Who wears the pants?

MEN have long enjoyed proclaiming that they wear the pants in the house and that they have the final word at home. To "wear the pants" means to be the person in the relationship who is in control and makes decisions for the couple. Men will often buoy up that position with the statement, "wives, submit yourselves to your own husbands" (Eph 5:22).

But what happens now that many Jamaican women are becoming the breadwinners of their households? And according to a report by the International Labor Organization, Jamaica has the highest proportion of female managers in the world, with women accounting for 59.3 per cent of all managers. And with the larger purse often comes greater perceived authority. If the woman is the breadwinner, does she have more control and decision-making power then? Is the "submission" concept becoming less valid under the present reality?

Women are also equipping themselves at a faster rate than men for management roles and responsibility, through their higher education. And according to the Global Gender Gap Index, Jamaica, with a population of 2.7 million, ranks second on the index (Barbados being first) — some 40 per cent of Jamaican women go into tertiary education institutions. This is 2.29 times the number of men who attend universities and colleges. Does that fact now impact who makes the decisions for the family? Does it mean that women are more empowered to have the final word for the direction of their family? How will men handle this new era of highly educated and empowered spouses?

The social shift has caused stress in some marriages, as husbands and common-law partners try to navigate being the men to can-do women. One young lady said she sought to comfort and assure her partner that nothing had changed between them, despite her now being the breadwinner in their home. She was grateful for his earlier efforts when he was the main provider for them, and she was now honoured to be able to do more for them both. He had become depressed because he was now reliant on her to keep the family afloat. It was very difficult for him to deal with that.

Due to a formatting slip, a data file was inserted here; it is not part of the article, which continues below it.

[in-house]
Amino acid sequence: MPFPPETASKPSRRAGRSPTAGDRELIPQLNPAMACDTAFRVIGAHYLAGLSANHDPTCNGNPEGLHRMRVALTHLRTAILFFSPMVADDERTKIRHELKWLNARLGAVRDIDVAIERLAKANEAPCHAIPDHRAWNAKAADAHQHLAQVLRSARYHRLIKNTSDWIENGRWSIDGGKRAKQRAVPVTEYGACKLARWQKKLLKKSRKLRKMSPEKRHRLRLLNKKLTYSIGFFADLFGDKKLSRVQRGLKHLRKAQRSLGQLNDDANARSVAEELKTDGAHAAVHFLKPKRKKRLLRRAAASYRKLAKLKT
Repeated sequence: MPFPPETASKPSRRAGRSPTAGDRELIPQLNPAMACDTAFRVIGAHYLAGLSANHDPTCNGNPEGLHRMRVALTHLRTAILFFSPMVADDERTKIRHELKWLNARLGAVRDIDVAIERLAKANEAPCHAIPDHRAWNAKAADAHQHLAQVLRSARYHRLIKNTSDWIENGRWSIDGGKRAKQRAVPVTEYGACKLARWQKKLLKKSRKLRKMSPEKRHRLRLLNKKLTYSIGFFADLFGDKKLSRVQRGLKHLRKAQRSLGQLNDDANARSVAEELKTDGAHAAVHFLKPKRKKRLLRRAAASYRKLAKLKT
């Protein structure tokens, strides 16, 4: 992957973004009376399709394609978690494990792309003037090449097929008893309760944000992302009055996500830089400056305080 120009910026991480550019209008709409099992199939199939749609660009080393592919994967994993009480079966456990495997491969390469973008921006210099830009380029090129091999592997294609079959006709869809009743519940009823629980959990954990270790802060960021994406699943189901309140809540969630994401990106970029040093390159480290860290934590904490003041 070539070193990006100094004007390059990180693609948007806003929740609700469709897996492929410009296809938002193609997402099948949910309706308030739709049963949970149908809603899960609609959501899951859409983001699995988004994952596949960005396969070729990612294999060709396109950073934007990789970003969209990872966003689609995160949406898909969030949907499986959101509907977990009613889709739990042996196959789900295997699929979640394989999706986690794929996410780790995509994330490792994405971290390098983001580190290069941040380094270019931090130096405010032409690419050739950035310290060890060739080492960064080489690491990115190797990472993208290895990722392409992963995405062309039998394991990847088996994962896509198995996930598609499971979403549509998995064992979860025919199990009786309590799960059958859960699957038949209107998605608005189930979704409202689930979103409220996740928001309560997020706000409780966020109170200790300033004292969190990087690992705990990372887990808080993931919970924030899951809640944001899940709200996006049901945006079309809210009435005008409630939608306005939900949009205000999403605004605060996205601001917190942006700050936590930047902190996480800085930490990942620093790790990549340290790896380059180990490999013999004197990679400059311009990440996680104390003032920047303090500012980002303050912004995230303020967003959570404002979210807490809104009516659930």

Some men are struggling to adjust to the shifted situation — when he has to ask her for money for the bills it messes with his ego. Since she is now more equipped and better able to handle their investments, he's tussling with that.

However, maturity gives a proper perspective on the issue. Mature couples will realise that, as is said, "teamwork makes the dream work". A win for either spouse is a win for both. Her promotion is his increase, and her degree is his advancement. The accomplishment of either party serves to elevate both people in the relationship and the entire family. Better earning and higher education should not affect the dynamic of an existing relationship. And the question of who "wears the pants" must be relegated to discussions on fashion or religious choice only. But as for relationship/marital bliss, it is mutual support that matters — both can wear the pants.

From a Christian standpoint also, the 'virtuous woman', the standard-bearer for Christian wives, is an overachiever, and this does not affect her relationship. Her husband is pictured in scripture as being very secure and therefore praises her for her success. The context of "submission" for wives is qualified as an act of esteem and honour. Yet, there is a scriptural directive for mutual submission (Eph 5:21) which precedes the directive of "wives, submit". So if a woman is more equipped to make the decisions in her relationship regarding matters of finance, wonderful, she "wears the pants" in that regard. If she is an educator, fully versed in matters of academia, then she wears the pants there too. Tag-teaming will ultimately win the fight for the success of the whole family.

Rev Christopher Brodber is a counsellor and minister of religion. E-mail him at chrisbrodber@yahoo.com or connect on FB – Christopher.brodber; Twitter – @Chrisbrodber or IG – christopherbrodber.

Christopher Brodber

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